Illinois rakes in nearly $3.2M on first day of legal weed sales

Customers shop for a recreational marijuana at Dispensary 33 store on January 1, 2020 in Chicago, Illinois. - On the first day of 2020, recreational marijuana became legal in Illinois, which joins 10 other US states with legal use of recreational mar

Illinois’ first day of legal recreational marijuana generated nearly $3.2 million in sales, state officials announced Thursday.

There were 77, 128 transactions on New Year’s Day, when the law legalizing marijuana for recreational purposes took effect, according to Toi Hutchinson, senior adviser to Gov. J.B. Pritzker on cannabis control.

Dispensaries reported long lines the first day of sales and expected them to continue through the weekend.

“Those lines actually show there’s an incredible opportunity to grow this industry,″ Hutchinson told reporters Thursday in Chicago. “There’s new room for new people to come in.”

By comparison, neighboring Michigan, which made recreational marijuana legal starting Dec. 1, generated $3.1 million in the first two weeks of sales. First-day sales in Colorado, the first state to legalize marijuana for adult recreational use, were over $1 million on Jan. 1, 2014.

What you need to know about buying marijuana in Chicago

Hutchinson said Thursday marked “phase two″ of the Illinois legalization law, with the day being a deadline for applicants under the so-called social equity provisions of the law to apply.

Designed to help minority applicants who’ve been most adversely affected by law enforcement efforts to fight the drug, the provisions include ways for qualified applicants to pay lower licensing fees and get business loans and technical assistance.

Also under the law, some marijuana sales revenue will be earmarked for neighborhood development grants, and low-level marijuana convictions will be expunged. Pritzker granted more than 11,000 such pardons Tuesday.

People began lining up on Wednesday at 6 a.m., the earliest that Illinois’ new law allowed such sales.

Among those who bought on the first day was Illinois Lieutenant Governor Juliana Stratton who purchased edible gummies in Chicago.

“I’m here to celebrate a big day in Illinois,” Stratton said.

Illinois already allowed medical marijuana, but it is now the 11th state to allow its use and sale for recreational purposes. The law approved by the Democratic-controlled Legislature and signed byPritzker allows people 21 or older to possess of up to 30 grams (1.06 ounces) of cannabis flower and up to 5 grams (0.17 ounces) of cannabis concentrate.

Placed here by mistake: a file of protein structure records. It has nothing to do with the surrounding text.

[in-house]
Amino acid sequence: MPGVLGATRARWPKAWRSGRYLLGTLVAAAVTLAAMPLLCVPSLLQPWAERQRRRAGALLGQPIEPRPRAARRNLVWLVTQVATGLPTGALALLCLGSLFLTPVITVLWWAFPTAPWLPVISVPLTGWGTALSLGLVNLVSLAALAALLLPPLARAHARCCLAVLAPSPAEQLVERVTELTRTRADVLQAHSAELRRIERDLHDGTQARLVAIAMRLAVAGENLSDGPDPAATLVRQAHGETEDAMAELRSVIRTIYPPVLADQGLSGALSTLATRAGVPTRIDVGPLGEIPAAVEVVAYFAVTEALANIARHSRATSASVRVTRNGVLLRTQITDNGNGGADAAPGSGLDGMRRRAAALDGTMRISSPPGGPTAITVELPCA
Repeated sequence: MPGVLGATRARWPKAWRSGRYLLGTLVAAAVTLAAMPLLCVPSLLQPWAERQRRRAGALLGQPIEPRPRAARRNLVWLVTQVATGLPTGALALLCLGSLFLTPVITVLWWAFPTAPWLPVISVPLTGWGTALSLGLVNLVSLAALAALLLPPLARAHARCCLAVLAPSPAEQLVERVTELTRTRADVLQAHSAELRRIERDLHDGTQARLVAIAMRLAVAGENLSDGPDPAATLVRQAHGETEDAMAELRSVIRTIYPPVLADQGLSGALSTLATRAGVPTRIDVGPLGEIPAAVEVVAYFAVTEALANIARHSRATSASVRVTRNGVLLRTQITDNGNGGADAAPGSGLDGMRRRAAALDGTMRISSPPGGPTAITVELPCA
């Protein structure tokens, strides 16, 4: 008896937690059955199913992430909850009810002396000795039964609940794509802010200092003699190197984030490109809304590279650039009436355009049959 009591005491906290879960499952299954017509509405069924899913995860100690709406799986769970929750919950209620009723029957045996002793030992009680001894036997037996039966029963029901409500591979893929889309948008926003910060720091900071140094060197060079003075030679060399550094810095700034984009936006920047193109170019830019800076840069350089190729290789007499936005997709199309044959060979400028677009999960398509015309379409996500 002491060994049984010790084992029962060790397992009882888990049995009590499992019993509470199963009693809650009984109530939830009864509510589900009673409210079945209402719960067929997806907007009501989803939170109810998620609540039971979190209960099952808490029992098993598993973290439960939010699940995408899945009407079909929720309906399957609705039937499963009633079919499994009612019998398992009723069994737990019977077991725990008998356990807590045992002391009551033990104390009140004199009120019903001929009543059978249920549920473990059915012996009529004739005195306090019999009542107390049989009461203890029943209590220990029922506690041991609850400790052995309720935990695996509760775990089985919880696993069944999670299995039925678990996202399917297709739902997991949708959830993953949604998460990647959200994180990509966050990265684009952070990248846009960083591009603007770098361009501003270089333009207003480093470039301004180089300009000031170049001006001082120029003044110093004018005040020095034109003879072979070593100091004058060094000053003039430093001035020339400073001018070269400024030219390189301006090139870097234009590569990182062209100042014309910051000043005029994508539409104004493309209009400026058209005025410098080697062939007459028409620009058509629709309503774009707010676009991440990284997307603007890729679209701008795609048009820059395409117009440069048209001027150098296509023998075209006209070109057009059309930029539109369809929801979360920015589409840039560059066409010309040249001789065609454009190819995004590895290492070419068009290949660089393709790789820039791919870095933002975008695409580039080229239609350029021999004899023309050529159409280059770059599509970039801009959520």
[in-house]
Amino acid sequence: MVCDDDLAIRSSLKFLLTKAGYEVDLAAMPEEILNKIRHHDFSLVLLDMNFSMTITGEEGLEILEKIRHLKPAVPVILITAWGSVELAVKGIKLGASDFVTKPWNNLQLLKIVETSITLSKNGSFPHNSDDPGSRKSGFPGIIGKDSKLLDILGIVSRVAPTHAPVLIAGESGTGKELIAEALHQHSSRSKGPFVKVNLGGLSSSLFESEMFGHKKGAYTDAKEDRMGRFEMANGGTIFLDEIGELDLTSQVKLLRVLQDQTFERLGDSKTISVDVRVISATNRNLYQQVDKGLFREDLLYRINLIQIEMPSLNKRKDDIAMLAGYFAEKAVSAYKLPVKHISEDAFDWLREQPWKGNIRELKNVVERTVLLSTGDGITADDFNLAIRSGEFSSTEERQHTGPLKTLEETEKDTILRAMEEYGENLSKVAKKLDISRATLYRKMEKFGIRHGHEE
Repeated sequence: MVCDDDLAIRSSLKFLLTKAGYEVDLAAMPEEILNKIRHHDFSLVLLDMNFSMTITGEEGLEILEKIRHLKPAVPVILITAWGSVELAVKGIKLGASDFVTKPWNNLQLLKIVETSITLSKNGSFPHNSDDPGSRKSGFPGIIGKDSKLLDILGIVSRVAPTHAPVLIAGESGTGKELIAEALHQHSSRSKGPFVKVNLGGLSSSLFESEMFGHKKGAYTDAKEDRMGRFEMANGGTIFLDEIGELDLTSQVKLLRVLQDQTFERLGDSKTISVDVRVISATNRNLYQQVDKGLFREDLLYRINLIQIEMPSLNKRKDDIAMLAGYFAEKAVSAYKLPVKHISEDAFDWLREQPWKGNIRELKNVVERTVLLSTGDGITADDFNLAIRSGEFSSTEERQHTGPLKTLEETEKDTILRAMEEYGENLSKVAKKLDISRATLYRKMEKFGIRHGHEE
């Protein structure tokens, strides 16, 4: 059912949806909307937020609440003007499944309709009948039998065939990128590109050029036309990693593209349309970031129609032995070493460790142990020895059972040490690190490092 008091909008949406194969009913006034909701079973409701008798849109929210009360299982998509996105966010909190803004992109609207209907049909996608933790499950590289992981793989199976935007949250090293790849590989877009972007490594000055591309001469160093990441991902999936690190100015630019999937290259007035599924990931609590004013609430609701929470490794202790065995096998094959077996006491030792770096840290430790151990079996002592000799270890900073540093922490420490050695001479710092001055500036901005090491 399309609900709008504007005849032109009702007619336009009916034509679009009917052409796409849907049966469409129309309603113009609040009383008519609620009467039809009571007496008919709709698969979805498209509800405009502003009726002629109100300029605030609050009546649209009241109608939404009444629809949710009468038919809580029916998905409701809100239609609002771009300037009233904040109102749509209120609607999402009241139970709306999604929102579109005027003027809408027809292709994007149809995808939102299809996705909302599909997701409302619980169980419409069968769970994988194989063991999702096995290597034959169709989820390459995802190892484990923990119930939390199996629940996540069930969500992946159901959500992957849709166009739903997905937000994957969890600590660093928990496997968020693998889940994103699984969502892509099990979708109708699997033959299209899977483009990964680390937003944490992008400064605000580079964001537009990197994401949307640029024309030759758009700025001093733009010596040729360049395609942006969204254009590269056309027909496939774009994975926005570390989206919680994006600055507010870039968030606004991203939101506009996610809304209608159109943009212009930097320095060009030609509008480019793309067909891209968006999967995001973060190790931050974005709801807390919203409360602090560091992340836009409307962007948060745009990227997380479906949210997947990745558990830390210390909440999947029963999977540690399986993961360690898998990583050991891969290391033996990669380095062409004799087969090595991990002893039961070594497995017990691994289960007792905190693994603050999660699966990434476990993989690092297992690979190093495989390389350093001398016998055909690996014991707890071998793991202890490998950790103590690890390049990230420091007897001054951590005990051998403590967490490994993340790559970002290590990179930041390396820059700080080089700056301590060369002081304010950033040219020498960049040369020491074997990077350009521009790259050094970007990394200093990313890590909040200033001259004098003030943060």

Pamela Althoff, executive director of the Springfield-based Cannabis Business Association of Illinois, said she spent much of Wednesday morning in Chicago and its northwestern suburbs. She said wait times of up to three hours were getting shorter as the day progressed.

“It has been joyous and well-run,” she said. “People are extraordinarily courteous and civil.”

Police were on-hand at most shops mostly to control traffic.

Althoff cautioned that recreational marijuana may not be consumed in public and added that like all new products, it may be a little expensive.

“We hope that down the line it will become less expensive,” she said. “The message from the industry is not promoting or opposing, it’s the state of Illinois made it legal and we’re here to provide a safe and a quality product for those who wish to consume.″

In Illinois, nearly three dozen dispensaries have been issued licenses to sell recreational marijuana. State officials said up to 75 additional licenses will be granted by May.

Cannabis sales couldgenerate $250 million for Illinoisby 2022, according to estimates by state officials.

But not everyone is on board.

A national alliance that opposes marijuana legalization believes marijuana commercialization is a bad idea.

“In the end, big pot only cares about being able to peddle its addictive, highly potent products in disadvantaged communities as it takes its playbook from big tobacco,” said Kevin Sabet, president of Smart Approaches to Marijuana. “This what we have seen in every single state that has gone down this road, and we have no reason to expect Illinois’ experience to be any different.”